As crime continues to escalate, as respect continues to decline, as leadership roles come under heavy scrutiny and parental guidance remains highly questionable, there are still some positive signs within our community.  It is henceforth necessary to encourage and assist in every way possible those individuals who are trying to make a positive difference, especially when it relates to our children.

Mr. Vincent Maynard, a role model Nevisian who is qualified in martial arts, USA GoJu/Sensei is such a person.  With over 33 years in the business he brings to our people tremendous experience, skills, training and a general know-how when it comes to motivation, discipline and respect.

He does his part by helping our youths get into training programs and keeping them there while helping them to be positive, motivated and to stay out of trouble. Maynard dedicates 4 afternoons during the week towards these children.  Two afternoons per week he is at the Old Mill House at Hard Times, Gingerland while on Tuesdays and Thursdays he is at the Albertha Payne Community Center at Bath Village.

He has been conducting classes for children and adults on our island and presently has a total enrollment in excess of 70. The fact that my son attends the class at Bath Village gives me on hand opportunities to witness live works in progress.

The rapport between instructors and students, students and students, parental involvement as well, makes it a decent and healthy atmosphere while our children learn a whole range of disciplines.  Scholastic achievements of students are frequently shared with the class who then join in on congratulating those students.  The encouragement to focus and concentrate is always drilled into the young minds during training sessions.

While all the good and positives are being done to aid our children and helping them to prepare them for the future, the frustration is being borne out as ever so often these children and their instructors are unfortunately locked out of the building at Bath Village.  Mr. Maynard and his group have shown their frustration when this happens.  Parents become upset, children are disadvantaged and hampered, and a program that should be strongly encouraged is sometimes dampened because of the lack of a simple key.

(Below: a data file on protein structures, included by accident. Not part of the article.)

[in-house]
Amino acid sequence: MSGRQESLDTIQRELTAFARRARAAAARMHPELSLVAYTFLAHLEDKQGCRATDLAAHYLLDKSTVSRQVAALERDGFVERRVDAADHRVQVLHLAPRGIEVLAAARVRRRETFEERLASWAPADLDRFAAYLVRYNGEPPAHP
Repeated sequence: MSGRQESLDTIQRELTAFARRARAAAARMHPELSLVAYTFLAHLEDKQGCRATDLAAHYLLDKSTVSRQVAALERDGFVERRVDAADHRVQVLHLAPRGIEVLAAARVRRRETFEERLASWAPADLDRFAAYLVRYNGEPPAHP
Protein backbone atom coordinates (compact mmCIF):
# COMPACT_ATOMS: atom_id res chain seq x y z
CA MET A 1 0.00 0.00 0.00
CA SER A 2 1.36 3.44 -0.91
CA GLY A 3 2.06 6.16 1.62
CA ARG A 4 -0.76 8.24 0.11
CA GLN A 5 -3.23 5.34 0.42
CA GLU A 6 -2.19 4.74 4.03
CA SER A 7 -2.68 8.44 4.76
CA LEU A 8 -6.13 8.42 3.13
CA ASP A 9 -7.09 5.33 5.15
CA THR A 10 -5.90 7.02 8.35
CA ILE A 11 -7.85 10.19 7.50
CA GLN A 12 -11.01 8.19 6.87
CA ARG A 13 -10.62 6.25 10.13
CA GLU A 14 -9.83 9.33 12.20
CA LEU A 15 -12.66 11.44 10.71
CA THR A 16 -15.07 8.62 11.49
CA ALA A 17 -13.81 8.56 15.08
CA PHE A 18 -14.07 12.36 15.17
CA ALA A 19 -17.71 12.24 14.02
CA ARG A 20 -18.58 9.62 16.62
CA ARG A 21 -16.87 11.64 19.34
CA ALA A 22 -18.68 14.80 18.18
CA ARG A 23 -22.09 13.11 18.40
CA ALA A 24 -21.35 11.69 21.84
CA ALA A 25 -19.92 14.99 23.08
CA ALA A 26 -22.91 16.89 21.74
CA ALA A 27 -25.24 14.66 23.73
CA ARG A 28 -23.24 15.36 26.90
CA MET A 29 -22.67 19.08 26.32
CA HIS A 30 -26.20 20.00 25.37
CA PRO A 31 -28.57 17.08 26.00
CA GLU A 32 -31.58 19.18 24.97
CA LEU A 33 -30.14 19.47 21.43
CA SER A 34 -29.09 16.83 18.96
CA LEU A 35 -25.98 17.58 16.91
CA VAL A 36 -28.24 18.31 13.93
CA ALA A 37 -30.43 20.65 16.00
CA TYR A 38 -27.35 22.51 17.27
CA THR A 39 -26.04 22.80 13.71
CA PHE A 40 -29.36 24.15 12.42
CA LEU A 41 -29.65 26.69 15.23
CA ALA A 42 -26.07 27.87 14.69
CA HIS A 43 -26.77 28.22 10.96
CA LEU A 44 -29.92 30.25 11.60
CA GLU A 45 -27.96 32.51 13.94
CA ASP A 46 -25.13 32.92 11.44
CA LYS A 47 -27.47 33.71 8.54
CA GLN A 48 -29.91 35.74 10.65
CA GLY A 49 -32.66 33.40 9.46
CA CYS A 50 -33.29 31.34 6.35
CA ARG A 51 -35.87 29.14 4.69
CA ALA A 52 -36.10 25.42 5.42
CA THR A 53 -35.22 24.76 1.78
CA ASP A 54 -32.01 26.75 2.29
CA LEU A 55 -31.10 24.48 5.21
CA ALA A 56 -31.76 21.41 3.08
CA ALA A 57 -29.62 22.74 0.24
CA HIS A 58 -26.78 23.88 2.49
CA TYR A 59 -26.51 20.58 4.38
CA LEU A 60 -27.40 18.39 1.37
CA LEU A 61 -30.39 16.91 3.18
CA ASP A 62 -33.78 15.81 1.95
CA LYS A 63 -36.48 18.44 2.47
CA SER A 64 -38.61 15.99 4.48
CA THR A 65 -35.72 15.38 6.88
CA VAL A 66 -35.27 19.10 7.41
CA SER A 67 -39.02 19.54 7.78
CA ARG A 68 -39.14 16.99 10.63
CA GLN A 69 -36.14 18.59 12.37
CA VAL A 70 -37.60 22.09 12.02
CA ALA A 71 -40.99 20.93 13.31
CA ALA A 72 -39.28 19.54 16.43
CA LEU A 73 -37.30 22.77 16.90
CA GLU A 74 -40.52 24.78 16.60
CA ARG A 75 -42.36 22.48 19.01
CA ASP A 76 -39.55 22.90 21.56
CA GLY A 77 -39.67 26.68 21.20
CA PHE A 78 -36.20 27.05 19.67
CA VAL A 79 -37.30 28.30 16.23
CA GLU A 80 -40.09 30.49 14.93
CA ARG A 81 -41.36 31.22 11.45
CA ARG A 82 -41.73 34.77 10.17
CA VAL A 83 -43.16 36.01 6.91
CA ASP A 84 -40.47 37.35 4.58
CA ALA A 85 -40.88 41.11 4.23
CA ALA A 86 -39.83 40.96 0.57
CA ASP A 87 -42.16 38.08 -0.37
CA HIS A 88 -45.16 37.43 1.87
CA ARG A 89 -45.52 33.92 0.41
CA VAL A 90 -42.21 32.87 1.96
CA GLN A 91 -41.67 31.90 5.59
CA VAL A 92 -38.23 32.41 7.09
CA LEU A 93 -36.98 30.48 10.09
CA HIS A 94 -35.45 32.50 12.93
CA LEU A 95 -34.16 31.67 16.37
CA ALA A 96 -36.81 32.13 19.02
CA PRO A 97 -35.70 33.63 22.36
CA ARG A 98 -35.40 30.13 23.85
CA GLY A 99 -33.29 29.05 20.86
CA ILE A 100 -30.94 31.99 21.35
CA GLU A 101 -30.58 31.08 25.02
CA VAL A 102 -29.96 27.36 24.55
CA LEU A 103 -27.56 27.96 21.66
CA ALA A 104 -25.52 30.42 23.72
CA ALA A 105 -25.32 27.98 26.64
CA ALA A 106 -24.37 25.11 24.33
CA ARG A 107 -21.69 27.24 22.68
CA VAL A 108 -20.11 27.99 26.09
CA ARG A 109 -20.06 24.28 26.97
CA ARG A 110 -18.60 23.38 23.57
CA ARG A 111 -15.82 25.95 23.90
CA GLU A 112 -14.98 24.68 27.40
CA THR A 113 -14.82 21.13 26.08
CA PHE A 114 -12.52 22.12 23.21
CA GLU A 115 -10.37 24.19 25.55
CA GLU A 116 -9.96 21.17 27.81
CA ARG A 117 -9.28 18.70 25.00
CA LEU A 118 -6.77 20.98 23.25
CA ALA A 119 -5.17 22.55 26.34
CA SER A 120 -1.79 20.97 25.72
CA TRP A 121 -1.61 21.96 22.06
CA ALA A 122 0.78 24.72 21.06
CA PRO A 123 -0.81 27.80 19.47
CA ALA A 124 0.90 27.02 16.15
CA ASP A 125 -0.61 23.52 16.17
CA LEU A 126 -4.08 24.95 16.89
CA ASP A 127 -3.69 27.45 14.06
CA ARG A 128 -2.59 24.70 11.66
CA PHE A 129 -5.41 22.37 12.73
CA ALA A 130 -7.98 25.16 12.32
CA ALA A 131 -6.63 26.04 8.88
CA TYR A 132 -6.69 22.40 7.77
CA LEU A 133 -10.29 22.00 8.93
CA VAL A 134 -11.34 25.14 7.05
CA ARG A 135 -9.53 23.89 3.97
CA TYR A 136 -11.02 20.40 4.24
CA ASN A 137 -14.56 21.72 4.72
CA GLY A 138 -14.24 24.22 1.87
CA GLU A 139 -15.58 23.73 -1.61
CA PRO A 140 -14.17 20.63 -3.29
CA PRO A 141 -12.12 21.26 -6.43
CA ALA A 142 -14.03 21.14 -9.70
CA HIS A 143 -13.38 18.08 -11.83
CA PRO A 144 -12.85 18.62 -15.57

Mr. Maynard, who started the USA Goju program here on island in 1997, confesses that he always held in possession a key for the complex prior to July 2006.  Incidentally, the fact that he had access to a key played a vital roll when Hurricane Lenny hit our shores in 1999.

The situation with the key now causes great concerns.  What policy could there be that denies Mr. Maynard from being in possession of a key to the building in which he does such a wonderful service?

Why isn’t there a reliable back-up plan to ensure that in case for any reason the individual responsible for holding the keys cannot make it on time, someone can unlock the door?

The number of times the class has been locked out and the number of times the key arrives late are not encouraging signs for anyone who is doing such a worthy community service.

I’ve been reliably informed that such unfortunate occurrences have exceeded 10 within the past two years.

One would think that with the responsibilities taken and shown towards our children by Sensei, with the program helping so many to focus and stay positive, Mr. Maynard should be respected and trusted enough to hold on to a key, regardless.  Positive alternatives during these trying times are considered as blessings, responsible individuals who make a difference should be cherished dearly.

Mr. Community Affairs Minister, Mr. Permanent Secretary in that department, why cannot Sensei Maynard hold keys to the community centers that he uses?

Why isn’t there a back-up plan to eradicate the lock out and late opening problem?  Do we truly appreciate his service and the impact he has on so many children?

Please allow Mr. Maynard to hold keys for the centers that he uses for this noble cause. Many will be highly appreciative of this gesture.